Discontent as Congress fights with its back to the wall
The first murmurs of discontent are being heard in India's main opposition Congress party as it inches towards national elections.
The first murmurs of discontent are being heard in India's main opposition Congress party as it inches towards national elections it hardly seems in a position to win.
Although the country's oldest party is not admitting this and its president Sonia Gandhi remains confidence personified, doubts are beginning to be raised within the party ranks.
But the dissatisfaction is still largely muted. The main grouse is not just over the Congress failure to chalk out a tie-up where it matters most - Uttar Pradesh - but the way the party has been seen to be almost grovelling before what are essentially regional outfits.
The drubbing the Congress received in December 2003 at the hands of Prime Minister Atal Bihari Vajpayee's Bharatiya Janata Party (BJP) in the Rajasthan, Chhattisgarh and Madhya Pradesh assembly elections had weakened Sonia Gandhi's hands considerably.
So when she went around sewing alliances to take on the BJP-led National Democratic Alliance (NDA) in early parliamentary elections, the Congress had to accept less than fair terms from increasingly assertive allies.
And, although she succeeded in her efforts in states like Tamil Nadu, Andhra Pradesh, Jharkhand and Maharashtra, her failure was most glaring in India's most populous and politically crucial state of Uttar Pradesh.
Realising that Uttar Pradesh's 80 Lok Sabha seats would decide who goes on to form a government in New Delhi, the Congress - whose support base has shrunk in the state in recent years - first courted the Bahujan Samaj Party (BSP).
Gandhi held meetings with the BSP's moody chief Mayawati, angering in the process the other key party in the state, the ruling Samajwadi Party, which had counted the Congress as an ally.
So when Mayawati finally turned down the Congress, a spurned Gandhi turned to the Samajwadi Party, only to face a further humiliating rebuff. This is downright humiliation, one that could prove costly in the April-May ballot, argue party members and supporters.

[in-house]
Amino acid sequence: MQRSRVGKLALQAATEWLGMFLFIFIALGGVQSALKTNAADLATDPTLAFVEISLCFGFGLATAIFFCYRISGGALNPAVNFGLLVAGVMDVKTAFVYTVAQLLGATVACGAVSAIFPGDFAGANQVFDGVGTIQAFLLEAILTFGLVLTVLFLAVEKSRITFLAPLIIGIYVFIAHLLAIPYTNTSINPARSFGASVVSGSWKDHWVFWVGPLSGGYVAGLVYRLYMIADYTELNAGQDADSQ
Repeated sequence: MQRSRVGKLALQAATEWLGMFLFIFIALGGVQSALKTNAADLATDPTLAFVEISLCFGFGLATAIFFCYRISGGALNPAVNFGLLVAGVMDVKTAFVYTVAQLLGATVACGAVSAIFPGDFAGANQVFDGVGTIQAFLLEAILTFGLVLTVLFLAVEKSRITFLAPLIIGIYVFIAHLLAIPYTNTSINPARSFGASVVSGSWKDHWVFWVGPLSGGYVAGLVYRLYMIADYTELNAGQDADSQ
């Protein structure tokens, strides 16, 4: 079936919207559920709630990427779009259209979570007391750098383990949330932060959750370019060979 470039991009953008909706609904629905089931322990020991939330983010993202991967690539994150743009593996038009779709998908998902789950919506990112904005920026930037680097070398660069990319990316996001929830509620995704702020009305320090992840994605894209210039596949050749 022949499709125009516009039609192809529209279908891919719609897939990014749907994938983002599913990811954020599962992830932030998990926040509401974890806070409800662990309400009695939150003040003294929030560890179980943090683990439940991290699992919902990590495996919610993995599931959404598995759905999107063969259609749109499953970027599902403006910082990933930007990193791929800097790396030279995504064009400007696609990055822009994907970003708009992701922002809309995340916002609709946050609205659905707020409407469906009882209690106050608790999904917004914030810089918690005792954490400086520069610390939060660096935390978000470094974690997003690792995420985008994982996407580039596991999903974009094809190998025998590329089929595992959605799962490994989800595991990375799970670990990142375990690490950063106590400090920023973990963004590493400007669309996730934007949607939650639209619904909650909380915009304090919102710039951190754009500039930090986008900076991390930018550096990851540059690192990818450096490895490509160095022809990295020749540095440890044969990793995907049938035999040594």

As if this was not enough, instead of putting up a united front, Congress leaders are fighting among themselves in almost every state, forcing the BJP to say that Gandhi's lieutenants are locked in a virtual civil war.
Even in states like Bihar and Tamil Nadu, Congress members claim they have been given a step-motherly treatment by its strong regional allies although the party chief went out of her way to keep them in good humour.
Bihar's ruling Rashtriya Janata Dal (RJD) has allotted the Congress a measly four seats out of the total 40. The DMK gave away the Congress-held Pondicherry seat to the PMK.
In Andhra Pradesh, where the Congress is itching to return to power after a gap of nine years, its hurriedly cemented alliance with the Telangana Rashtra Samiti (TRS) has run into rough weather.
Congress veterans admit that a problem exists, but are giving it a nice spin.
"We know there is infighting in states like Andhra Pradesh," Congress spokesman Kapil Sibal told IANS. "But that is because our people are smelling a victory in the state, and everyone wants a ticket.
"If 50 people fight for a piece of cake, everyone cannot be satisfied."
Argued a Congress insider: "Going by this logic, since there is no major infighting in Madhya Pradesh, Rajasthan and Gujarat, does it mean we are headed for a disaster in these places?"
The Congress has no answers. One problem is it has been reduced to an also-ran in states such as Uttar Pradesh, Bihar, West Bengal and Tamil Nadu that together elect 201 of the Lok Sabha's 545 members.
But spokesman Sibal argues that everyone is missing the point.
"Our mission is to bring to power a secular alliance. Whatever we are doing is for this alliance," he said. "In Uttar Pradesh we still hope an alliance will be formed. If it does not happen, we will go it alone."